For sports action enthusiasts who like to share their adventures online, a Wi-Fi connected iOn Speed Pro 14MP 1080p Full HD Action Camera with Automotive and Bike Mounts (Wi-Fi) is a must have accessory. While no means an exhaustive list of every action camera model out there, the action cameras mentioned within this website are more than worth considering if you’re planning on buying a GoPro Alternative sports action camera.
As the popularity of portable GoPro Alternatives increases, the versatility of these devices is becoming realized. In their early stages, these cameras were only associated with extreme sports such as surfing, skiing, and skydiving. Consumers are now beginning to understand that this technology is capable of so much more.
Sports Action Cameras Cameras - High Definition and the Future
One of the more recent trends is to use GoPro Alternatives action cameras for outdoor recreation such as surfing, skiing, hunting, or fishing. These devices are ideal for such activities because of their durable, waterproof housing.
One perspective that is incredible to watch is the view of a dog on the hunt. Again, when these animals are charging through marshes there is a substantial amount of light that reflects from the water’s surface and there is room to improve upon this problem with the use of a polarization filter.
One of the best things about the outdoors is the breathtaking beauty that nature provides us with. Any outdoor enthusiast can appreciate the scenery that they are able to be immersed in while doing their favorite activity. Whether it is fishing, surfing, snowboarding, hiking, or hunting there is always plenty of natural greatness to witness. Polarization filters are designed to capture the vibrant colors that nature has to offer. These lens additions reduce color saturation that is found while filming allowing the vivid tones to be at their full potential. Majestic scenery should be viewed in its natural form without the worries of having your image becoming distorted due to sunlight.
GoPro Alternatives – Sports action camera technology is progressing at a rate of knots: as the list of features gets bigger, physically the cameras get smaller, tougher and more versatile. Features such as full HD, 4K recording, 10+ MP (megapixel) still images and extreme element resistance are now the norm for the majority of modern sports action cameras, which raises the question, what next?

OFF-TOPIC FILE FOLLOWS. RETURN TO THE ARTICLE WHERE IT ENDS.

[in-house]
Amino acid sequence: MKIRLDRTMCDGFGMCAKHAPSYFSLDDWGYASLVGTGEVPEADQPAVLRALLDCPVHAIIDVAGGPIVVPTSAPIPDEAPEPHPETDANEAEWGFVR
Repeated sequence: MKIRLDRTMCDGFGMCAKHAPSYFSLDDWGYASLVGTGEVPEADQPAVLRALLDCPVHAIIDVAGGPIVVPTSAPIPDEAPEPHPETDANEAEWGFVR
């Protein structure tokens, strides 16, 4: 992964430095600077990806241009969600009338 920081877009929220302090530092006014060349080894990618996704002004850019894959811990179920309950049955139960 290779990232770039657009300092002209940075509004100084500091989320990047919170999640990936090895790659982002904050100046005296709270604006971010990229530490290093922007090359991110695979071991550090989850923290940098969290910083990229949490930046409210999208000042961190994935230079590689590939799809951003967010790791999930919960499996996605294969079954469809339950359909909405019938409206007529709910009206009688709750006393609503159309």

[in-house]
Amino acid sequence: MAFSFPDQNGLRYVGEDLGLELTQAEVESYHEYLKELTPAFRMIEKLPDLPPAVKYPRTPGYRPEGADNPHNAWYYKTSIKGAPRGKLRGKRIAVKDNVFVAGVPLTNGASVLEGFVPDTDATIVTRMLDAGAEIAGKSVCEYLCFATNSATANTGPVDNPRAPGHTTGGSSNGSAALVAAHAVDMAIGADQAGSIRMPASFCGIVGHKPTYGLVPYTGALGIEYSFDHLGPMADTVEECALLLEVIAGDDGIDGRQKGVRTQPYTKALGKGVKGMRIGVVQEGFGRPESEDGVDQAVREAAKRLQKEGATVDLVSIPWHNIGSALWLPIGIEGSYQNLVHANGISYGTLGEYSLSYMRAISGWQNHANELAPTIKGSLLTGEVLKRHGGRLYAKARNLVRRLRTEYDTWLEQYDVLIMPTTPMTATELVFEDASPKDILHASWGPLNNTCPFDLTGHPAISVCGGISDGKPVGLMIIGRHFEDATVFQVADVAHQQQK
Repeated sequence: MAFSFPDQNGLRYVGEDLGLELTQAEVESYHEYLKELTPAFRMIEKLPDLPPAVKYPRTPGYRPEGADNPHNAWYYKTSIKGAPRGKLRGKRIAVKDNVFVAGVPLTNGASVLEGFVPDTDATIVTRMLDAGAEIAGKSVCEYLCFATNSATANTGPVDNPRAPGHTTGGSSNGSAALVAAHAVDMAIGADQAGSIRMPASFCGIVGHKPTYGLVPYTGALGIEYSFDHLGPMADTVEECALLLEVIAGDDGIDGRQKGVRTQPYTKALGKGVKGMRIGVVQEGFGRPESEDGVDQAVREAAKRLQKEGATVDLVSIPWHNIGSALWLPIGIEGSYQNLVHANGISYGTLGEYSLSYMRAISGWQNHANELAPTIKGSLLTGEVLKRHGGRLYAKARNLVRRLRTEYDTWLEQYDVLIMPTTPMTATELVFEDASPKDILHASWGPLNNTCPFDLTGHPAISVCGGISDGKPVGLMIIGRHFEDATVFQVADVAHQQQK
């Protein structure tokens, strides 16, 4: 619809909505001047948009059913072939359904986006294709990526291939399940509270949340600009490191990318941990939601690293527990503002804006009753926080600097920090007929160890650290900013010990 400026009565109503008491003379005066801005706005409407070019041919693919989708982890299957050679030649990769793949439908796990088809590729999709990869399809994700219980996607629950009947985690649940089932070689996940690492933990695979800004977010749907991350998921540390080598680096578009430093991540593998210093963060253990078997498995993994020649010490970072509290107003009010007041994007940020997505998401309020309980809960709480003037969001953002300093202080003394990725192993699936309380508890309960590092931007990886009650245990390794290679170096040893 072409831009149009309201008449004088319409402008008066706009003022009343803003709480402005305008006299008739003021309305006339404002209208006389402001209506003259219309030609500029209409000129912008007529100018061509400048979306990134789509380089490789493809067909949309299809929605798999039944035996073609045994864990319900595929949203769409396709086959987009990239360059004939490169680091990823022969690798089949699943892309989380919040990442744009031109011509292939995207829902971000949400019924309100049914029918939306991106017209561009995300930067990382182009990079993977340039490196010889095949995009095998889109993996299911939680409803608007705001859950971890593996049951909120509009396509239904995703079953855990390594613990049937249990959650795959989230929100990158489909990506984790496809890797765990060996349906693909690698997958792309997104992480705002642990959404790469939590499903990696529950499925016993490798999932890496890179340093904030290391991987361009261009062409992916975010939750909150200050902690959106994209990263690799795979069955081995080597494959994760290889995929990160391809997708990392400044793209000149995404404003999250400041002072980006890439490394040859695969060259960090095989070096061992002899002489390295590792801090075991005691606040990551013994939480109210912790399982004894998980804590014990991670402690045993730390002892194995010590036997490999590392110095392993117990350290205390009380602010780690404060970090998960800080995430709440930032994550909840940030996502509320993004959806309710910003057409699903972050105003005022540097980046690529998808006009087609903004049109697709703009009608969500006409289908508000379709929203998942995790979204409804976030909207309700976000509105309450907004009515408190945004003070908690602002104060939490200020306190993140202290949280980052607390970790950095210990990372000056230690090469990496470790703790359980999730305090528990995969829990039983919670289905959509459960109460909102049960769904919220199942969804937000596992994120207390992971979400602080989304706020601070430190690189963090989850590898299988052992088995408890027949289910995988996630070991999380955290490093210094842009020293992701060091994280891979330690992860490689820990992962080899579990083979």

Tips for Choosing iOn Speed Pro 14MP 1080p Full HD Action Camera with Automotive and Bike Mounts (Wi-Fi)
History of GoPro Hero Cameras
The GoPro series of helmet cameras came out after the originators of this market segment, the Vio POV cameras were being used for extreme sports fanatics. While the Vio was considered a premium camera at a premium price catering to a small niche market. GoPro decided to go the other way and produce a quality camera at a much more affordable price while trimming back some of the higher end features. That turned out to be a good move for GoPro as they have far surpassed the Vio's in terms of sales and helped bring helmet cameras to the masses.
The latest iteration of the popular GoPro Hero series is the GoPro HD Helmet Hero. The outer shell is similar to the previous version, albeit slightly thicker but still comprises of a camera that sits in a waterproof and super tough clear plastic shell.
The major changes are all in the guts of the machine. As per it's nomenclature the GoPro HD Helmet Hero is a HD capable video camera that can shoot 5mp stills. Unlike the previous Gopros that filmed at standard resolution the new GoPro HD's all can shoot at a multitude of HD resolutions and speeds.
New Gopro HD Features
The GoPro HD Helmet Hero features three new HD recording resolutions: 1080p (1980 x 1080), 960p (1280 x 960) and 720p (1280 x 720). At 1080p and 960p resolution video is captured at 30 fps, while at its lowest 720p resolution video can be captured at 60 fps for play back of video in smooth slow motion to easier make out high speed motion so often desired in action sports videos. Even the lowest resolution is as high as the best video captured by many other brands. Videos are encoded using the popular and high quality H.264 video compression format and stored on the standard SDHC memory cards good for up to 32gb of video data. The video quality is so good you can see the individual blades of grass on each side of the trail when riding at full speed.
The new GoPro HD cameras retains the previous versions' popular wide angle 170 degree lens, small size, waterproof case, 5 mega pixel still photo capabilities while upgrading many of the older components under the hood.